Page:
Behind The Thoughtful Update Of A Notable 1970s Northwest Home

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A Mercer Island home perches...

This Mercer Island home enjoys a waterfront site.

A large window juts out...

A window-lined nook in the living room creates an inviting place to sit and relax. The Michael Berman Limited armchairs and ottoman are upholstered in a velvet from Holly Hunt’s Great Outdoors collection, and the amber-tinted tables are by McCollin Bryan.

A kitchen has wood cabinets...

Lake Washington views are the star of the kitchen, where white oak cabinets are enhanced with minimalist pulls from Sun Valley Bronze. The quartzite countertops were sourced from Architectural Surfaces.

A fireplace is bookended by...

In the family room, a Nathan Anthony Furniture sofa and coffee table rest on a felted-wool rug from Driscoll Robbins. The Eames lounge chair and ottoman are from Design Within Reach and are paired with a Creativemary lamp as well as a Tuell and Reynolds table.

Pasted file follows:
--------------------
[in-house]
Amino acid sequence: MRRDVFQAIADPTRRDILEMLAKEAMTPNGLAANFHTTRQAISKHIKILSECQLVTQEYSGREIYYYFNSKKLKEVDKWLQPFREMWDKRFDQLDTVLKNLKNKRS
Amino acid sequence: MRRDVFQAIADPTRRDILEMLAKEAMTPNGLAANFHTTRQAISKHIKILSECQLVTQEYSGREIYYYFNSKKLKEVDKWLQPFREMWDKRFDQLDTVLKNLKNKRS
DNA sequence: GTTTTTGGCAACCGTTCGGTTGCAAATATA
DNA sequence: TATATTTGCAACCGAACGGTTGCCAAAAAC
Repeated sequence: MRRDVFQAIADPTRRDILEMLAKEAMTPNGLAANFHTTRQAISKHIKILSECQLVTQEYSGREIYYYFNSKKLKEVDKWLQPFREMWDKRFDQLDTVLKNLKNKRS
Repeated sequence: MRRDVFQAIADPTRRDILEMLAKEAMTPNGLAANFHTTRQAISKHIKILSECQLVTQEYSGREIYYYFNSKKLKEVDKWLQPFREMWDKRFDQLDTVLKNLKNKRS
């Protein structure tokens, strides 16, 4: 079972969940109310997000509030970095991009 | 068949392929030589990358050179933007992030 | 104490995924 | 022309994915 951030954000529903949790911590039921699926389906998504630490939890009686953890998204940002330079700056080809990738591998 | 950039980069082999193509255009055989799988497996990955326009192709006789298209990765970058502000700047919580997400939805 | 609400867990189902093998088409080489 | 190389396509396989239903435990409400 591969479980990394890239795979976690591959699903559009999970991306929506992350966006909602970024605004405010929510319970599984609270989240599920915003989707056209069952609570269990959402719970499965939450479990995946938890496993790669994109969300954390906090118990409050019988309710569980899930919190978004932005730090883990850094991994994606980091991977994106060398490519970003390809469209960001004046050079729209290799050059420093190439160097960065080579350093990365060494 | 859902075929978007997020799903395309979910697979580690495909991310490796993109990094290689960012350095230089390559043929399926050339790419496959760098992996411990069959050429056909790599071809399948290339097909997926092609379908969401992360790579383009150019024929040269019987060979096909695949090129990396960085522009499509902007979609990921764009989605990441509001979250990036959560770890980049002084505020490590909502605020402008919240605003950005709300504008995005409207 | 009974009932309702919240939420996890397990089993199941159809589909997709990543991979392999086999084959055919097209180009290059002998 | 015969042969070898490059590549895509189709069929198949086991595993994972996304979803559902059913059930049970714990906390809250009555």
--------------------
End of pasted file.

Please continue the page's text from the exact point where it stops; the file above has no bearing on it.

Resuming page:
A dining room with a...

A painting by Myke Reilly hangs above a Tao Studio sideboard in the dining room. The Berman Rosetti table and Bright Chair Company chairs are illuminated by a Stephen Hirt Studios chandelier and a Porta Romana lamp.

A living room has large...

The living room’s main seating area includes a Holly Hunt Studio sofa, a chair from Dennis Miller New York and an RH coffee table. A Cameron Design House chandelier hangs over a rug from Driscoll Robbins; the bronze diptych is by Delos Van Earl.

A bedroom has a water...

A pair of RH swivel chairs and an ottoman create a cozy sitting area in the primary bedroom. A Phillip Jeffries grass cloth defines the wall behind a bed made up with a duvet and pillows by Lesley Petty Studio. The bench is Joseph Jeup, and the lamp is by Kelly Wearstler.

It isn’t surprising that curious otters, turtles and beavers in Lake Washington have been popping their heads out of the water to watch the transformation of one of Mercer Island’s most noted dwellings. The house, originally designed by architect Reid A. Morgan Jr. in the early 1970s, has been lovingly renovated by a couple who embraced its spectacular setting and all the magic that comes with it.